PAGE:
“The words ‘you have cancer’ never leave you,” reflects 59-year-old British writer, cut-flower grower, and breast cancer survivor Juliet FitzPatrick, of hearing her diagnosis for the first time. According to the World Cancer Research Fund, breast cancer is the most common cancer in women worldwide (rarely, breast cancer can occur in men and accounts for less than one per cent). In fact, it is the second most common cancer overall—so much so that in 2018, 2 million new cases were recorded globally.
As part of a global effort to combat the disease, every October, major cancer charities around the world unite to increase awareness of breast cancer and raise money to fund its treatment. We spoke to four women: Juliet FitzPatrick; Algerian partnership and development manager for Hestia charity Rime Hadri, 40; British teacher Emma-Louise McAuley, 27; and Turkish-Cypriot and founder of Wigs for Heroes charity, Kaz Foncette, 34 — all of whom appear in Behind the Scars, a new photography project by British photographer Sophie Mayanne that aims to challenge the stigma surrounding scars— about their breast cancer journey and what we need to do to increase awareness.
Can you talk a little about your breast cancer journey?
“I was diagnosed with breast cancer when I was 54 in January 2016, following a routine mammogram. My treatment plan was a lumpectomy and radiotherapy. I was told that they hadn’t been able to remove all of the tumour and that I’d need a mastectomy and chemotherapy.
“After my mastectomy, I continually asked my breast surgeon to remove my remaining GG-cup breast so that I could be symmetrical. It took 18 months, but he finally agreed and I had my second mastectomy in November 2017. That signified the end of my cancer treatment in my mind and the start of a new way of living.”
“My breast cancer journey was made 10 times harder as I am bipolar. In May 2017, I noticed my nipple inverted inwards and I felt a lump—I contacted my GP, who immediately referred me for scans and biopsies. I went through a right breast mastectomy with an immediate reconstruction, which sadly failed in the end and it had to be removed. Then I had lymph-node clearing as the cancer had spread, then several months of chemotherapy followed by radiotherapy, and then I ended up in a mental health ward.
“I had a referral made for my lymphedema in January 2020 and I am only just being seen. My chemotherapy treatment and the drug Tamoxifen that I have to take every day for 10 years has triggered early menopause, although I’m currently going through some investigations as I seem to have my periods back after nearly three years. It is never-ending, but at least I’m clear of the cancer for now.”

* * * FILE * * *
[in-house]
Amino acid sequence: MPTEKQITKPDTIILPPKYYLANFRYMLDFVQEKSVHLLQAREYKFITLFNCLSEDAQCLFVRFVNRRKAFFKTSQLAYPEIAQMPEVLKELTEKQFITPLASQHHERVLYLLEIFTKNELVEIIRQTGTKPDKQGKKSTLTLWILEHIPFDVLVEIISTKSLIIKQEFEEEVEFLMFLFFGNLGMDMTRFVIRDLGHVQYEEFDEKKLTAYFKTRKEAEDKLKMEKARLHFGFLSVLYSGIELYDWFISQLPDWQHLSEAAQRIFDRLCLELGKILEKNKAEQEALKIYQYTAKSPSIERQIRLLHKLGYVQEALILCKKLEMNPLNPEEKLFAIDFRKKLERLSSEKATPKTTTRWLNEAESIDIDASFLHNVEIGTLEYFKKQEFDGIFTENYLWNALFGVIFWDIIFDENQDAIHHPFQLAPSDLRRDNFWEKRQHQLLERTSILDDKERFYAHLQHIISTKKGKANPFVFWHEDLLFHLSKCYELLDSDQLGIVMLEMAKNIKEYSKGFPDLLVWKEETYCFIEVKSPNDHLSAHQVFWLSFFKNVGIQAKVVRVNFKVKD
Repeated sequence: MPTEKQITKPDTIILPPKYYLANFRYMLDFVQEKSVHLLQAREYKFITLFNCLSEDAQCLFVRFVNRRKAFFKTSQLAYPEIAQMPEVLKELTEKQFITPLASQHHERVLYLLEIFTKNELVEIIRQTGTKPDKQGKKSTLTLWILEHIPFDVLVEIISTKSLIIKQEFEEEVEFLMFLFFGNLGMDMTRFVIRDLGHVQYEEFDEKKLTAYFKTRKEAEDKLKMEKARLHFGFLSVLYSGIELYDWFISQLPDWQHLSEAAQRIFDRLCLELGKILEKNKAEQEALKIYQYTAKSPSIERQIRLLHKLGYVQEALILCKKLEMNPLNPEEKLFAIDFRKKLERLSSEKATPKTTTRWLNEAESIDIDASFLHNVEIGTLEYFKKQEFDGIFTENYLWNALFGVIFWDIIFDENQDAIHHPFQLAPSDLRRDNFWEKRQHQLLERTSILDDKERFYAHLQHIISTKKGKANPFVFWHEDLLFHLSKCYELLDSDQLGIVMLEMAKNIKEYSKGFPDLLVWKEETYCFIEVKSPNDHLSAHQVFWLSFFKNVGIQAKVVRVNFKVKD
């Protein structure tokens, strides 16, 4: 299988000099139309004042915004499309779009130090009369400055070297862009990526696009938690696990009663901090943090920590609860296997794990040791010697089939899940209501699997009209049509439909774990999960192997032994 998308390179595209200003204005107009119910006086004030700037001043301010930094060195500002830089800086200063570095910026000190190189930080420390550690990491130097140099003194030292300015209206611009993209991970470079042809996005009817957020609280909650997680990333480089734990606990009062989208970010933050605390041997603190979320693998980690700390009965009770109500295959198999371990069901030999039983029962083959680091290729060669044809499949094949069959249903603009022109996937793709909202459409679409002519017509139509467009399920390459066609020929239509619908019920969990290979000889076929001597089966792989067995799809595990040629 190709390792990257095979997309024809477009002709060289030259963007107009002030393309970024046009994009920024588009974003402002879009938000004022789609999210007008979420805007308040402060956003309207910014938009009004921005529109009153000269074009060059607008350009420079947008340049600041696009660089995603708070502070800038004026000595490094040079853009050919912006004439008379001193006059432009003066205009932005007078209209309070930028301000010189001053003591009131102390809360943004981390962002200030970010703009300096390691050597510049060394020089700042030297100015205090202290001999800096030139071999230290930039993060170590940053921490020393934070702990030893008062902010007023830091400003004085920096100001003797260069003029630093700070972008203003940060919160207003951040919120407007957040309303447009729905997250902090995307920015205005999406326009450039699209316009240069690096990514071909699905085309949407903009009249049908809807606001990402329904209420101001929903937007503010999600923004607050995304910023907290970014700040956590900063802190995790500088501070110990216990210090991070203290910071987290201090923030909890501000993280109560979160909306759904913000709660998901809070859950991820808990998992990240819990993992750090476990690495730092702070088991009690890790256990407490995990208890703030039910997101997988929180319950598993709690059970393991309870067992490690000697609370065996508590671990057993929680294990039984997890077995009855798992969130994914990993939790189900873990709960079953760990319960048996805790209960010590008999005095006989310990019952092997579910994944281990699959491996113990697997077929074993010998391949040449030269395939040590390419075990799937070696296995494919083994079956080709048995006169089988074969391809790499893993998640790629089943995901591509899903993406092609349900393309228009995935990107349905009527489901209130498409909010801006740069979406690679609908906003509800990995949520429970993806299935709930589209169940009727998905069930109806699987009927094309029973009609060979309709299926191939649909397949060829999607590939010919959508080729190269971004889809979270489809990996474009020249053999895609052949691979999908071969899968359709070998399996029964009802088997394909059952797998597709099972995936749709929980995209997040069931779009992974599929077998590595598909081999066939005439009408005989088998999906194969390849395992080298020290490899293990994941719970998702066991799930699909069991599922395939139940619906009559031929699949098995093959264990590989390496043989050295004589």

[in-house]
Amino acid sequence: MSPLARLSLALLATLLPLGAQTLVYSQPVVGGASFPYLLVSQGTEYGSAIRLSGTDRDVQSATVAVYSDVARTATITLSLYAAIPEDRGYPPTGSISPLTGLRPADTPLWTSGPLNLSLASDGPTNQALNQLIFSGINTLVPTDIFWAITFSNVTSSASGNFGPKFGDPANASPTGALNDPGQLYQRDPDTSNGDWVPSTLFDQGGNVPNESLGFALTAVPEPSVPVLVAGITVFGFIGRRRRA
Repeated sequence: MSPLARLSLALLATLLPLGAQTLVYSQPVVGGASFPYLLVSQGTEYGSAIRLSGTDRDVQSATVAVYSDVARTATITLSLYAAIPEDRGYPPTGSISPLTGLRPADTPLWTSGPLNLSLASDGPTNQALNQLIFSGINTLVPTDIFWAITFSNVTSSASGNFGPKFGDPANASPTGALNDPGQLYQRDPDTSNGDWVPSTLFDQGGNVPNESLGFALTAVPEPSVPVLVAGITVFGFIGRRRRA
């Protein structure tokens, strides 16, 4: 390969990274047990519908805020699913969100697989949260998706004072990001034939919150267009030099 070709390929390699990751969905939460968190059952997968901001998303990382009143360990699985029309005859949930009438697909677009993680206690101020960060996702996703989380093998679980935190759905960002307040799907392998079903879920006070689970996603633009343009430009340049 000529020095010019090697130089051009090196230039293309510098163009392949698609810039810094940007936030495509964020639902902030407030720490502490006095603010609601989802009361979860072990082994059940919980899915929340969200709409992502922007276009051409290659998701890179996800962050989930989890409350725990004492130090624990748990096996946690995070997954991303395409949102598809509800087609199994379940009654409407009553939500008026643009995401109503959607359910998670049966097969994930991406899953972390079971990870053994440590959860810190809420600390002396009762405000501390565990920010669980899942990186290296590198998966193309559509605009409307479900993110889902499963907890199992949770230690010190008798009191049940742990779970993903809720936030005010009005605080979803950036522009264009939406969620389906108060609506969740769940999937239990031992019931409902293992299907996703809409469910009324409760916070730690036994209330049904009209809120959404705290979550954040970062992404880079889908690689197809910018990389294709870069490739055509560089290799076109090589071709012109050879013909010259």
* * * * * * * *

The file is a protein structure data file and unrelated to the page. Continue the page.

“I was diagnosed with breast cancer at 24. My mother had died from the same disease three weeks earlier, except hers was a different type that had spread throughout her body. Her experience with breast cancer made me more aware than most people my age. It only took a graze for me to feel the lump, I could see the changes immediately and was diagnosed early.
“I had months of chemotherapy, over a year of targeted therapy and hormone treatment, which I will remain on for a few years and has put me in a medical menopause. I had a double mastectomy with immediate reconstruction too, which removed my breast tissue with implants, my nipples and every last cancer cell.”
“I was diagnosed with cancer in May 2017, when I was 31. I had chemotherapy, radiotherapy, a lumpectomy and immunotherapy. I lost all my hair, eyebrows and eyelashes too, and it totalled almost a year-and-a-half of treatment before I was granted a remission status. Sadly six months later, I was diagnosed with breast cancer again—I had to do it all over again. This time though, I would need a mastectomy.”
How did you stay positive through your journey?
“The honest answer is that I didn’t, much of the time. My husband had open-heart surgery at the same time as my first chemotherapy session and that was challenging. We kept each other positive. I tried to go for walks and keep active when I could.”
“I was very anxious and depressed, but I worked to keep hope alive. The small things had the biggest impact for me: visits and video calls from my family and friends, watching my favourite films and TV shows, cuddling my dog, having a cup of tea in bed. Wearing a nice outfit and some makeup to chemotherapy always made me feel better. Red lipstick became my superhero cape!”
What was the biggest challenge throughout it all?
“Managing my mental health was extremely challenging. In addition, there is a financial cost to breast cancer. I had to take many months off work during treatments and recovery where I didn’t get paid. Fortunately, I had family who supported me.”
“Friday nights out became Friday nights in. Avoiding crowds due to germs, being isolated a lot of the time was hard. As a bubbly and outgoing person, it was probably the hardest part. But I’d say the most challenging part was how physically different I looked. Looking in the mirror without my wig and makeup on really was the sign that I wasn’t well, that I did have cancer.”